The Musical Forest or Soiva metsä is an extraordinary forested area with instruments that can be played by all. This one-of-a-kind musical installation was built in 1996 onto an area full of sand dunes in Suomussalmi in Kainuu region.
We had wanted to visit this site for a long time but didn’t exactly know what to expect. After leaving our car at a large sandy carpark near the lake, we walked along a gravel path high up to sandy dunes dotted with pines. Every now and then we could hear gongs and whistles going off in the distance. We were desperate to know which instrument made all the different noises! Not to mention, try the instruments ourselves!
Some of the instruments at the Musical Forest are individual pieces clearly distinct from the forest landscape. However, there are also chimes attached to swings so whenever you swing, a different type of bell chimes. If there are many people swinging backwards and forwards at the same time, they make beautiful music together.
Children will most likely enjoy the simple fact of making noise, but the real challenge is seeing if you can make proper music. Even for adults, figuring out how to make actual music with these wooden instruments is incredibly fun. There are a total of 16 instruments scattered around the area, and it took us about an hour to meander around and try out each instrument.
Globally unique site
The Musical Forest is truly a unique site of large instruments located outdoors. Even on a global scale the site is special as it is the largest outdoor collection of instruments in the world. The original idea for this installation came from Suomussalmi municipality. Then, graphic designer Mr Markku Penttilä designed the instruments and their places in the landscape. The actual artisans who built the instruments and placed them on their specific sites were master instrument builders Mr Pekka Westerholm and Mr Olli Penttilä.
The instruments are built by utilising reclaimed elements. Some instruments were built using old telephone poles, hemp rope, aluminum tubing, and steel. One of the most exciting instruments sits on the bottom of a large sand pit formed by the last Ice Age. This is a suppa, which means a depression caused by an Ice Age glacier being buried under sand slowly melting, thus creating a depression in the ground.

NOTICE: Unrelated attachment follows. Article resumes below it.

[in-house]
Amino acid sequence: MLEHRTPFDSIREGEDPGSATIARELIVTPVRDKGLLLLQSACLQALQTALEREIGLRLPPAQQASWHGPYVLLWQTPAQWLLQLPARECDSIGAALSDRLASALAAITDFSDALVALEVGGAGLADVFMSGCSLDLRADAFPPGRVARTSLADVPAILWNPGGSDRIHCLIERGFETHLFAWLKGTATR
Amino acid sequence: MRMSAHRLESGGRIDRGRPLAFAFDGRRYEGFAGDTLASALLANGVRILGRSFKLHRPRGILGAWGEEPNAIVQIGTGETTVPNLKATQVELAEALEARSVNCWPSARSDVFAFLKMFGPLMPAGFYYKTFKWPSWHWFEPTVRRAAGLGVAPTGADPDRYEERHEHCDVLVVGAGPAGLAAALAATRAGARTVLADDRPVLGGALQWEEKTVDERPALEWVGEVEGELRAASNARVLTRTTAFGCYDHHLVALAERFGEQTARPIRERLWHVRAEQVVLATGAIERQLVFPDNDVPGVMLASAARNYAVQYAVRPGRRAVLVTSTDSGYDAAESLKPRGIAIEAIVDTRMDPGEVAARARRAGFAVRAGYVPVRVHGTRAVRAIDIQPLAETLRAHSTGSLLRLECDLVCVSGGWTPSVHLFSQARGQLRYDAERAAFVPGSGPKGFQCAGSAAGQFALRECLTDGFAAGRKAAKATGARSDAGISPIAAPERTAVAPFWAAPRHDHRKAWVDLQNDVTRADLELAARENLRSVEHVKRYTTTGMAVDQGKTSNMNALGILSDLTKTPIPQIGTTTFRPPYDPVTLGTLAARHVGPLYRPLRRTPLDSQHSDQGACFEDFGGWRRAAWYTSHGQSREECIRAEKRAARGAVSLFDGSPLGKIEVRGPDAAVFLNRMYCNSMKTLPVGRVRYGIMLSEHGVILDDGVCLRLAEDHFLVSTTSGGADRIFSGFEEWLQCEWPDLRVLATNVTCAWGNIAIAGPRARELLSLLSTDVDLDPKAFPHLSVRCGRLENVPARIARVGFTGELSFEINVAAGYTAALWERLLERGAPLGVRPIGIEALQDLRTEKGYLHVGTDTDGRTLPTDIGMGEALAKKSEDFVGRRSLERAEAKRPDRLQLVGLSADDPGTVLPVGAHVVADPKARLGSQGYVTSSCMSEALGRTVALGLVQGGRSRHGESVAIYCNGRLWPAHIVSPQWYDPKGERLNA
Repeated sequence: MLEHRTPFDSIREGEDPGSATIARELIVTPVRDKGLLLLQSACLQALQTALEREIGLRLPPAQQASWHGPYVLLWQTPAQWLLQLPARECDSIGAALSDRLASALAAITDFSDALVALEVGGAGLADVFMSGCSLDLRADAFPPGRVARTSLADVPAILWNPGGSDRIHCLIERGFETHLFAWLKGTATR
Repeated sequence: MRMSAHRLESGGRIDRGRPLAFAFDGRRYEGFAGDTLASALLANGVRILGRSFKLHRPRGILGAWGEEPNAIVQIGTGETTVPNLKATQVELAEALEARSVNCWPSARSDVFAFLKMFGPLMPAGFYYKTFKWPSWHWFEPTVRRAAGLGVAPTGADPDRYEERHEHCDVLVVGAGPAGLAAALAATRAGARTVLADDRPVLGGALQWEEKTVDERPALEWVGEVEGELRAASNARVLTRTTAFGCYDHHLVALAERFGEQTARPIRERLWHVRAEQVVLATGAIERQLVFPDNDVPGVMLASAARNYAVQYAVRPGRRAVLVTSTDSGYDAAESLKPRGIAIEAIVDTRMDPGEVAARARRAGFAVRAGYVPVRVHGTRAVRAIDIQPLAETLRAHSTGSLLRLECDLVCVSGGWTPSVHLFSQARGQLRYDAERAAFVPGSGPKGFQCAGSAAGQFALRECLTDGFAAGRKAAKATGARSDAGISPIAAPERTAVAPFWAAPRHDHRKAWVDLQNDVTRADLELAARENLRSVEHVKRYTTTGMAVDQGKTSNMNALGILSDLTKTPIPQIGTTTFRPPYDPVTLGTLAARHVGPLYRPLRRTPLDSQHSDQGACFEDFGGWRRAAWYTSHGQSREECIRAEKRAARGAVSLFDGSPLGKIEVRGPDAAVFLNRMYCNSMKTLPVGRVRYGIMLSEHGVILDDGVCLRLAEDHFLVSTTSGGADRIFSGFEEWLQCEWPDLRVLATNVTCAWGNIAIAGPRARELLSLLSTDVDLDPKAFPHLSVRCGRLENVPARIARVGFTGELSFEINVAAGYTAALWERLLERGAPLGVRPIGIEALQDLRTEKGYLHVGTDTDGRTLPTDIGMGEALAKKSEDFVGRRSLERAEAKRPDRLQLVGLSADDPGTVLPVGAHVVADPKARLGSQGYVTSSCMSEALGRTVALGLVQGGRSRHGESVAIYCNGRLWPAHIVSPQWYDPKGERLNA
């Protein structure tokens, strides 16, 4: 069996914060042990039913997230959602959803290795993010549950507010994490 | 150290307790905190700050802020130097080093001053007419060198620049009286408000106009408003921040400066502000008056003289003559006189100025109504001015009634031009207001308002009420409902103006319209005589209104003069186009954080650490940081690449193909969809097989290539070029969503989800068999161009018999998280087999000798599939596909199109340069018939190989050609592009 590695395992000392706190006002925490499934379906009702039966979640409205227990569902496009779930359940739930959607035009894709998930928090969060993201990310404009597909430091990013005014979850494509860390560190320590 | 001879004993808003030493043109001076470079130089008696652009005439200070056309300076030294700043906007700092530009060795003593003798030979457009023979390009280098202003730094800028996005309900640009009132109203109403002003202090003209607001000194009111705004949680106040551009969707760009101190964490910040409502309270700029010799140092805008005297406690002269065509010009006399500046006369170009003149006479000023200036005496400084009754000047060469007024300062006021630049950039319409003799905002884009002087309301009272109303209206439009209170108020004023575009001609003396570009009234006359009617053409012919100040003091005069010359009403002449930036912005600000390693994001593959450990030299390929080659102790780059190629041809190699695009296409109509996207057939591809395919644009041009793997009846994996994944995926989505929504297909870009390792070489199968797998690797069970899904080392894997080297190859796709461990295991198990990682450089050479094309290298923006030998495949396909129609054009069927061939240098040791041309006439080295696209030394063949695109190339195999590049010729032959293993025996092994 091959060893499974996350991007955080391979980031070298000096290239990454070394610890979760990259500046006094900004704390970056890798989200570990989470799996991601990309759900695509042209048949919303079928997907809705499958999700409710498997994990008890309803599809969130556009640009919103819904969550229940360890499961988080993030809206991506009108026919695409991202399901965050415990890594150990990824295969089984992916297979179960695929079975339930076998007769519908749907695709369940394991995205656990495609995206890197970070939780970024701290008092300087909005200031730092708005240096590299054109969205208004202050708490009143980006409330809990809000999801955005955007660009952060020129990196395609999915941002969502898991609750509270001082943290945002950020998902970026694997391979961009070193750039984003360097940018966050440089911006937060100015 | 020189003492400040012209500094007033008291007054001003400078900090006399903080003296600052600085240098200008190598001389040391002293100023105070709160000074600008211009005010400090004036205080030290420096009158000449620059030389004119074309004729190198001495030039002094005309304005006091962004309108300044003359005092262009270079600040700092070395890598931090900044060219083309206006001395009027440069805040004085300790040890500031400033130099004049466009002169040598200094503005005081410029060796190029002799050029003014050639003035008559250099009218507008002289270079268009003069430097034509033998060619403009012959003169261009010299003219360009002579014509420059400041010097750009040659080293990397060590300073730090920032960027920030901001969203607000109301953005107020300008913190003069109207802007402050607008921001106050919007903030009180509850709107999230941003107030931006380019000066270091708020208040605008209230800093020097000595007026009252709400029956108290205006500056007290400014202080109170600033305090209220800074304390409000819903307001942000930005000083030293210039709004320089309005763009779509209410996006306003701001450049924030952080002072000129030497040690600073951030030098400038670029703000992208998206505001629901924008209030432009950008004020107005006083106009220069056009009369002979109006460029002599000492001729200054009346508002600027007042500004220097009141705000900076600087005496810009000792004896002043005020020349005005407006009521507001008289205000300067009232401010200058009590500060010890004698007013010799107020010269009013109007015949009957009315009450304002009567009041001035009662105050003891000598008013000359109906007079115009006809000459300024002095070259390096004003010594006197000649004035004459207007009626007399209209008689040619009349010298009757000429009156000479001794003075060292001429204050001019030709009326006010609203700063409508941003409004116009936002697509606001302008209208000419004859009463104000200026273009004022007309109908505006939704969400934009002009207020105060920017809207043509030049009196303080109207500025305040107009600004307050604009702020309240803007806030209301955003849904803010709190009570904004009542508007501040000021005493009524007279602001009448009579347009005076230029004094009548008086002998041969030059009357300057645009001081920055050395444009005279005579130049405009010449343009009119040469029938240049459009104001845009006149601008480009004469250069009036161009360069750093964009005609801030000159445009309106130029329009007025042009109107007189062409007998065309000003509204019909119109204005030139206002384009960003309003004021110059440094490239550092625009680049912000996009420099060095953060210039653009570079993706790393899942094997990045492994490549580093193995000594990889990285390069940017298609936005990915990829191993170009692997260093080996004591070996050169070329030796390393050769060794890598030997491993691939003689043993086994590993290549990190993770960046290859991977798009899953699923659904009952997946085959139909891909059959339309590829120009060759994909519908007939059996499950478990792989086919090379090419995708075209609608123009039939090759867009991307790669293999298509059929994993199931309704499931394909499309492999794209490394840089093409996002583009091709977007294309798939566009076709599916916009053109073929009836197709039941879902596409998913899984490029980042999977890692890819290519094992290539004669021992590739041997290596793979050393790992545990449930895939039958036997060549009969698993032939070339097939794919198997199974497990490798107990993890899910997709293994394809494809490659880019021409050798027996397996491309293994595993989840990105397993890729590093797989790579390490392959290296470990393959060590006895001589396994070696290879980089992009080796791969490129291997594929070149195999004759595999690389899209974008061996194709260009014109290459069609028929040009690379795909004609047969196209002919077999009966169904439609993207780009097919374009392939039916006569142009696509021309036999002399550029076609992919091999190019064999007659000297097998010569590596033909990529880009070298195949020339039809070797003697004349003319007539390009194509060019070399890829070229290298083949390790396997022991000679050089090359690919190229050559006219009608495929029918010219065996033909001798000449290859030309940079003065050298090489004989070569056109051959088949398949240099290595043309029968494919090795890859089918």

There is the world’s possibly largest kantele in this suppa depression in the middle of the Musical Forest. Now, if you don’t know what a kantele is, it is a traditional Finnish and Karelian plucked string instrument that has a distinctive bell sound. This large kantele is called by a specific name “pentele”, and it has five strings like its smaller cousins.
In Finland’s national epic called Kalevala, the mage Väinämöinen makes the first kantele from the jawbone of a giant pike and a few hairs from a stallion owned by a troll. The music this kantele makes draws all the forest creatures near to wonder at its beauty. Playing the large “pentele” kantele inside the suppa depression is like playing it in a concert hall formed by nature.
Directions to Musical Forest
Address: Lomakyläntie 26-28, Suomussalmi
How to get there: The Musical Forest is about 6,6km from the centre of Suomussalmi town.
- Car: Type Soiva metsä in your navigator. There are two parking areas, one near the “Kesäteatteri” (summer theatre), and one at the end of the road about 500m from the summer theatre.
- NB. There is an accessible carpark nearer the forest: you must drive along the walking track into the woods. All other visitors must walk from the other carparks approximately 1km.
- Bicycle: You can cycle either alongside the cars or use the Seitenahveninen hiking trail from Suomussalmi centre.
- Public transport: A bus will take you from Suomussalmi town centre closer to the Musical Forest; check timetables here. No matter which bus you take, you will still have to walk about 3km. The Soiva Metsä instruments can be also reached by foot along the Seitenahveninen hiking trail, which starts at the Suomussalmi Center in the Pitämä residential area, and leads to Seitenahveninen Recreational Fishing area.
Accessibility: Even though the area has hills, it is very accessible with wide gravel roads. Most of the instruments are accessible for those visiting with wheelchairs or buggies and for those hard of walking.
Facilities: There are no toilets in the area or a possibility to build a fire. If the summer theatre is open, the toilets may be open.
When to go: We recommend visiting this area at any time of the year. Very deep snow conditions may hide some of the instruments closer to the ground.
Also check out these in the area
While you are in the area, check out these:
- The Silent People art installation at Suomussalmi
- Riisitunturi fell and its incredible views
- Hepoköngäs waterfall, the tallest in Finland
- The Kajaani tar channels and old castle ruins
- Rokua National Park.